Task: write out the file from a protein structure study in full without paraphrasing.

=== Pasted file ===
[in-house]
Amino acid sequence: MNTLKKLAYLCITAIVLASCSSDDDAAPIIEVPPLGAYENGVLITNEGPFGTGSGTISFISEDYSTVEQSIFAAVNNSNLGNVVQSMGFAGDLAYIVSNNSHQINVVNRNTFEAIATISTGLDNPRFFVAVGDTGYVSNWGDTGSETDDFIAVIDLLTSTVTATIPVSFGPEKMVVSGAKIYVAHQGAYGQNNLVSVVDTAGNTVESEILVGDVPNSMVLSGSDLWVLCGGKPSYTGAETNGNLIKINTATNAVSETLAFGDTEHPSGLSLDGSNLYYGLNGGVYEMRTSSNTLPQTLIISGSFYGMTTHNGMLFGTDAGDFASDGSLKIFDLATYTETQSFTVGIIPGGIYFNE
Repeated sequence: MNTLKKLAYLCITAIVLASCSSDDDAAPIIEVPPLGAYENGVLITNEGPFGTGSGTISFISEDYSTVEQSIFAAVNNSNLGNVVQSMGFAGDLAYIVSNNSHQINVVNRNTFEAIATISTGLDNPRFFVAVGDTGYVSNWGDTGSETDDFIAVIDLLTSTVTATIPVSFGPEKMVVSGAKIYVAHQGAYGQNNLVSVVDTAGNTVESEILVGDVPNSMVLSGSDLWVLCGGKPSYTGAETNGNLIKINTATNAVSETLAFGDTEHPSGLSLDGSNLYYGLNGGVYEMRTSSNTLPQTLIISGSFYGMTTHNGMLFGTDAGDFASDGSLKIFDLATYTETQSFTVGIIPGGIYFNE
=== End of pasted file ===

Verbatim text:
[in-house]
Amino acid sequence: MNTLKKLAYLCITAIVLASCSSDDDAAPIIEVPPLGAYENGVLITNEGPFGTGSGTISFISEDYSTVEQSIFAAVNNSNLGNVVQSMGFAGDLAYIVSNNSHQINVVNRNTFEAIATISTGLDNPRFFVAVGDTGYVSNWGDTGSETDDFIAVIDLLTSTVTATIPVSFGPEKMVVSGAKIYVAHQGAYGQNNLVSVVDTAGNTVESEILVGDVPNSMVLSGSDLWVLCGGKPSYTGAETNGNLIKINTATNAVSETLAFGDTEHPSGLSLDGSNLYYGLNGGVYEMRTSSNTLPQTLIISGSFYGMTTHNGMLFGTDAGDFASDGSLKIFDLATYTETQSFTVGIIPGGIYFNE
Repeated sequence: MNTLKKLAYLCITAIVLASCSSDDDAAPIIEVPPLGAYENGVLITNEGPFGTGSGTISFISEDYSTVEQSIFAAVNNSNLGNVVQSMGFAGDLAYIVSNNSHQINVVNRNTFEAIATISTGLDNPRFFVAVGDTGYVSNWGDTGSETDDFIAVIDLLTSTVTATIPVSFGPEKMVVSGAKIYVAHQGAYGQNNLVSVVDTAGNTVESEILVGDVPNSMVLSGSDLWVLCGGKPSYTGAETNGNLIKINTATNAVSETLAFGDTEHPSGLSLDGSNLYYGLNGGVYEMRTSSNTLPQTLIISGSFYGMTTHNGMLFGTDAGDFASDGSLKIFDLATYTETQSFTVGIIPGGIYFNE